Elizabeth Barrette (ysabetwordsmith) wrote,
Elizabeth Barrette

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Poem: "Sucked In"

This poem came out of the November 5, 2014 Poetry Fishbowl. It was inspired by a prompt from [personal profile] janetmiles. It also fills the "innocent" square in my 10-6-13 card for the [community profile] origfic_bingo fest. This poem has been selected in an audience poll as the free epic for the March 3, 2015 Poetry Fishbowl reaching the $200 goal. It belongs to the series Starfather, which you can find via the Serial Poetry page.

"Sucked In"

Adjo Mubarak had never intended
to get sucked into an alien family,
but it happened anyway.

When his paternity leave finally cleared
and the xenolinguist Zusa was
assigned to him as a translator,
Adjo went with his father-in-law Fallinglight
and his son Bes to visit the homeworld.

Anan was a beautiful moon
above whose horizon
the ringed planet Krono
hung huge and luminous,
far larger than the white spot of Luna
in the sky of ancestral Terra.

"Look up, little one," Adjo whispered,
"and see the wonders of the place you came from."
Bes murbled and peeked out from Adjo's shirt.
Then he turned away from the glimmering sky,
nuzzling back into his father's armpit.

"You're bored. How you can be bored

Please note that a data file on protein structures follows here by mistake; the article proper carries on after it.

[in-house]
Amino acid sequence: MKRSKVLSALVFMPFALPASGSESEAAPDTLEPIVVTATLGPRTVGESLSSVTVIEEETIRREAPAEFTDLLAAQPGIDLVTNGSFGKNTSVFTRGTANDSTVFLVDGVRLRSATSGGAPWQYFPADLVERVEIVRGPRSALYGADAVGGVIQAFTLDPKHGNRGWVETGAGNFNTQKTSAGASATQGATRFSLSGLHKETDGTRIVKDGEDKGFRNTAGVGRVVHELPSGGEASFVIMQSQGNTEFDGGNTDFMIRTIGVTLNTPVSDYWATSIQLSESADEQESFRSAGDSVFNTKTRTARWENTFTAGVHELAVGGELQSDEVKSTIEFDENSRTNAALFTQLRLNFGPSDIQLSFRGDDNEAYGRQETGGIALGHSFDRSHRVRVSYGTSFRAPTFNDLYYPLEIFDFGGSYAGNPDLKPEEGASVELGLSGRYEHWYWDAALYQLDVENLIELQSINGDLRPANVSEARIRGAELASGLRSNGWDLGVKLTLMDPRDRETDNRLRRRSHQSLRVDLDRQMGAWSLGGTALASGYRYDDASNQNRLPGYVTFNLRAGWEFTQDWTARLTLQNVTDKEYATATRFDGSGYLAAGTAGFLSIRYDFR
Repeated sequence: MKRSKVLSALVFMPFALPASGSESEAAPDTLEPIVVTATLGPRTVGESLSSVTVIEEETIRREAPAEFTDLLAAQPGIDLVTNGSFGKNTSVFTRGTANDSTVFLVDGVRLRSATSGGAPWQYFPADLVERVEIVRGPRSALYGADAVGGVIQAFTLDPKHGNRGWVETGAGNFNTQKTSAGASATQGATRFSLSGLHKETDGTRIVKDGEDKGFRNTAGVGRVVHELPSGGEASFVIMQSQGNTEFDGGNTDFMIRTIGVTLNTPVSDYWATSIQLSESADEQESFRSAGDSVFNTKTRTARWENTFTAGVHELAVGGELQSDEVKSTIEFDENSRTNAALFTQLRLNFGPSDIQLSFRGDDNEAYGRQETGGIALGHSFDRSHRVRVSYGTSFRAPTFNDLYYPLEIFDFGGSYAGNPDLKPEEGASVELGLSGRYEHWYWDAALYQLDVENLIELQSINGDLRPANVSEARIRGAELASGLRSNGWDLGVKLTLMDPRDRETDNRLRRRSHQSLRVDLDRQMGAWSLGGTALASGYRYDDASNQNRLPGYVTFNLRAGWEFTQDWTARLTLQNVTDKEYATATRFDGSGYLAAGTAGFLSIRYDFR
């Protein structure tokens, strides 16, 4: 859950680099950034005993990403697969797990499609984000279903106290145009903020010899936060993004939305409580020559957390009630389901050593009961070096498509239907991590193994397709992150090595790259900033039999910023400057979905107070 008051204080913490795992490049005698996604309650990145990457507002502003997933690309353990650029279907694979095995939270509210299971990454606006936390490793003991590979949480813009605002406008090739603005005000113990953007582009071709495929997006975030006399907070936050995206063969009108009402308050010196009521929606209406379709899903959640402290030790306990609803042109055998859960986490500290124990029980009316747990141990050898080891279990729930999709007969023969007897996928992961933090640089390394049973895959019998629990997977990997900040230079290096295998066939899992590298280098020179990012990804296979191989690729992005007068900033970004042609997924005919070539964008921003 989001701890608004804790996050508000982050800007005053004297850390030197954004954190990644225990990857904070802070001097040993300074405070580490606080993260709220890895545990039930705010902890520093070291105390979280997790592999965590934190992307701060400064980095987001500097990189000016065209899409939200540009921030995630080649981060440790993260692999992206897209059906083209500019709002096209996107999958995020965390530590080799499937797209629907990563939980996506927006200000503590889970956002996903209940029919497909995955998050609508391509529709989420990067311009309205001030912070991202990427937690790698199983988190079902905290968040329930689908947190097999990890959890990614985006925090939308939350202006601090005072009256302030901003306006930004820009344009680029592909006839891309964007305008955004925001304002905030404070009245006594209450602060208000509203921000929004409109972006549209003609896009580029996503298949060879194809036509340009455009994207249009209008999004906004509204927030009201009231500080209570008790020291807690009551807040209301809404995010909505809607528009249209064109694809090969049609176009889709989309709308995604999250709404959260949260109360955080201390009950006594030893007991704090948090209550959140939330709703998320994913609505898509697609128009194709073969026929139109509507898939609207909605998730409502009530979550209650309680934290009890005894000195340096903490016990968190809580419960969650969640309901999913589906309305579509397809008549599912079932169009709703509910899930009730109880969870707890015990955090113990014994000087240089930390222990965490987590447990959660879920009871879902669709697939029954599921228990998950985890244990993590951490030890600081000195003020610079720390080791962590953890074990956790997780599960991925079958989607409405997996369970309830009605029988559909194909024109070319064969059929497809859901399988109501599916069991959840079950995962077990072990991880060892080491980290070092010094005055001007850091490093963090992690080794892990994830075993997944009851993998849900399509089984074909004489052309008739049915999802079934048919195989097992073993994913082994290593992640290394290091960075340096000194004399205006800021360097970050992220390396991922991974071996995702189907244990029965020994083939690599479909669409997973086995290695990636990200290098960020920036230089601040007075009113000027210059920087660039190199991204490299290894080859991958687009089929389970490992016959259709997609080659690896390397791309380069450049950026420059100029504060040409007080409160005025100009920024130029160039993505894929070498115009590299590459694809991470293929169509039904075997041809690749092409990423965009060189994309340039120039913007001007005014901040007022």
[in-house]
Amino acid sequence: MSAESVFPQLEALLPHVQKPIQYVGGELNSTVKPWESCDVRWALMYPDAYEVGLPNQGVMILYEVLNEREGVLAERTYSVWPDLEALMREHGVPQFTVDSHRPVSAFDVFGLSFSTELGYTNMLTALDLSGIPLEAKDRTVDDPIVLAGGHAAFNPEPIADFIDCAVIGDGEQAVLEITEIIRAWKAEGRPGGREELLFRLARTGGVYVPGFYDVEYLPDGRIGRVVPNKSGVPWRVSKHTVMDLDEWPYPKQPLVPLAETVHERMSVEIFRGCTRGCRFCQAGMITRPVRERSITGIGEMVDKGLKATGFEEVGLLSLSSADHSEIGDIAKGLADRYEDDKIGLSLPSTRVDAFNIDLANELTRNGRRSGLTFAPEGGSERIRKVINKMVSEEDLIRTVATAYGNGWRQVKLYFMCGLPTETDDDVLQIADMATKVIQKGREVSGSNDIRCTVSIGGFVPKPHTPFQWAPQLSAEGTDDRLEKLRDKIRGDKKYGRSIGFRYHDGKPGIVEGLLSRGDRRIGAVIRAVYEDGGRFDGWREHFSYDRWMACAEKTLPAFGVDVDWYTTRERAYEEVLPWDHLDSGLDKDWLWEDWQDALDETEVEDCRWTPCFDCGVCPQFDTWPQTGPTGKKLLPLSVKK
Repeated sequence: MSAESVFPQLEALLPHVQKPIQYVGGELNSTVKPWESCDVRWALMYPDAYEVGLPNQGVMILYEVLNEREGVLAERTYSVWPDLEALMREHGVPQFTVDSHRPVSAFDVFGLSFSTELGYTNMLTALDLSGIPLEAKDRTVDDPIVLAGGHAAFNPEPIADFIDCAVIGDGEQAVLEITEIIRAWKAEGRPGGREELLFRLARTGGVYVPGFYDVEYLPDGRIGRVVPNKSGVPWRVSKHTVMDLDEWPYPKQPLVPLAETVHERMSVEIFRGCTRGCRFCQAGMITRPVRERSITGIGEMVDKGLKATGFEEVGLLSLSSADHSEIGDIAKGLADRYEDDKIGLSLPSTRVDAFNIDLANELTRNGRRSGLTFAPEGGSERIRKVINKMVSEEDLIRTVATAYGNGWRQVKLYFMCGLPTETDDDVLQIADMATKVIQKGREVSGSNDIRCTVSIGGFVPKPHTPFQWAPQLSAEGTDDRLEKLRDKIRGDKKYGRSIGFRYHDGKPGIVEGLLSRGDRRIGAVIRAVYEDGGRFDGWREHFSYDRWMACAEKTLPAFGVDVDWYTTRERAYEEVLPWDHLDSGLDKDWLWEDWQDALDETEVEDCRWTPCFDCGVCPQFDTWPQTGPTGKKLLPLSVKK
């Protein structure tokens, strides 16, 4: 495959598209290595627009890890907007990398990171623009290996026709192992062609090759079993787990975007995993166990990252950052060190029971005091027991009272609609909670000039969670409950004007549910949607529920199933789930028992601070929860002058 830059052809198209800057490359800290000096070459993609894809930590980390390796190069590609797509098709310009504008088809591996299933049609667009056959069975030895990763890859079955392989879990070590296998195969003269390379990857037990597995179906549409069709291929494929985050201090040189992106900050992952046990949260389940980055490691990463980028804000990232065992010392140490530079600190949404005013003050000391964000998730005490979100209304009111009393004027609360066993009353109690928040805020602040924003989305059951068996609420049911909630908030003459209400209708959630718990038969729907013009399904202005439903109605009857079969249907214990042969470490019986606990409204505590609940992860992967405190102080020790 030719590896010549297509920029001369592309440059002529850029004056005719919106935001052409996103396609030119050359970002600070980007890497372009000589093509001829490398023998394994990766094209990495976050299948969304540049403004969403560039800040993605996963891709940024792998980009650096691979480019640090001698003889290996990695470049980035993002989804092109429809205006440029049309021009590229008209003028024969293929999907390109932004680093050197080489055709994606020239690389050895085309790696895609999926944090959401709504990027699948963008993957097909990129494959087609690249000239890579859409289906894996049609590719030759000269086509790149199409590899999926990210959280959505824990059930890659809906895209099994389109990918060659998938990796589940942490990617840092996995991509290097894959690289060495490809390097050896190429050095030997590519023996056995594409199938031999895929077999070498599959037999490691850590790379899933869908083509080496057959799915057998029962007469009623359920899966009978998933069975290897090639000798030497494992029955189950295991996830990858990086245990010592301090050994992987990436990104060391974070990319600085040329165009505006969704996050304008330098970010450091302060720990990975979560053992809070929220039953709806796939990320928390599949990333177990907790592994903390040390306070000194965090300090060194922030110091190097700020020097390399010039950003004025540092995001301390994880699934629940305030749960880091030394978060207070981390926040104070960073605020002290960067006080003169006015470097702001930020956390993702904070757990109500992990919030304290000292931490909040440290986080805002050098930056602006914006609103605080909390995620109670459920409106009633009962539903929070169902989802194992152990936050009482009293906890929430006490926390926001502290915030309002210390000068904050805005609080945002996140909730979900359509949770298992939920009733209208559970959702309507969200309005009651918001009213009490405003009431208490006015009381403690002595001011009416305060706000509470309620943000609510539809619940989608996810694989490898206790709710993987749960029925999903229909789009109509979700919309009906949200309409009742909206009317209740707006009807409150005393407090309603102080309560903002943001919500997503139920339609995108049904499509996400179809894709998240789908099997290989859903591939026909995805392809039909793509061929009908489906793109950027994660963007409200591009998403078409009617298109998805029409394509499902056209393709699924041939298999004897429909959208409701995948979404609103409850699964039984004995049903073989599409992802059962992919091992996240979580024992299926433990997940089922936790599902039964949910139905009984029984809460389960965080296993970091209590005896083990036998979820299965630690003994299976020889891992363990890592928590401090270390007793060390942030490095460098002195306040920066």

with such a resplendent view?" Adjo said,
but he was smiling anyway.

Fallinglight gurgled a laugh.
"Perhaps Bes did not inherit the star-hunger
from my son, or perhaps it has not grown in yet,"
Zusa translated for him as he
steered Adjo toward the family home.
"Never mind the sky. Come inside."

The dwelling was a swirl of clay
pale and translucent as porcelain,
though much stronger and streaked
with flecks of something iridescent.

Inside it, dozens of aliens had gathered
to celebrate the survival of a single colonist
and the human who had rescued him.

The thing about the Touched was this:
they touched each other.

They did it all the time,
mindfully or thoughtfully,
for any reason or no reason,
and they did not hesitate
to include humans in their contact.
While they asked first with strangers,
family members were rarely out of reach.

It took some getting used to,
because Adjo's culture was hardly reserved
about people touching each other
but the aliens felt so different from humans
that at first he startled every time someone's tentacle
slipped around his wrist or his waist.

The Touched were understanding, though,
and they learned not to crowd him too much.
Their empathy helped, because they could feel
Adjo's nervousness and Bes' strident reluctance
to let go of him even for a moment.

In turn, Adjo learned to recognize
the little quirk of feeling
that came before an embrace,
a bit of emotional body language
like a human opening their arms for a hug.
It wasn't so startling after that.

The parents, Adjo discovered,
were all over each other,
chattering and gossiping
like women at a baby shower.
He felt a little out of place
but tried to fit in as best he could.

Their infants, like human babies,
went through phases when they would
go to anyone or cling to their own parents.
The matriarch of the family moved around,
seeking out the ones willing to be held and
making sure to cuddle each for a few minutes
in aged tentacles the texture of corduroy.

It was rare and troubling, however,
for an infant to refuse all other contact,
sucked in tight to one parent never to let go.
So the other parents worried,
which made Adjo worry, and the concern
built itself into an emotional cyclone
that threatened to suck everyone in
until the elders managed to calm it down.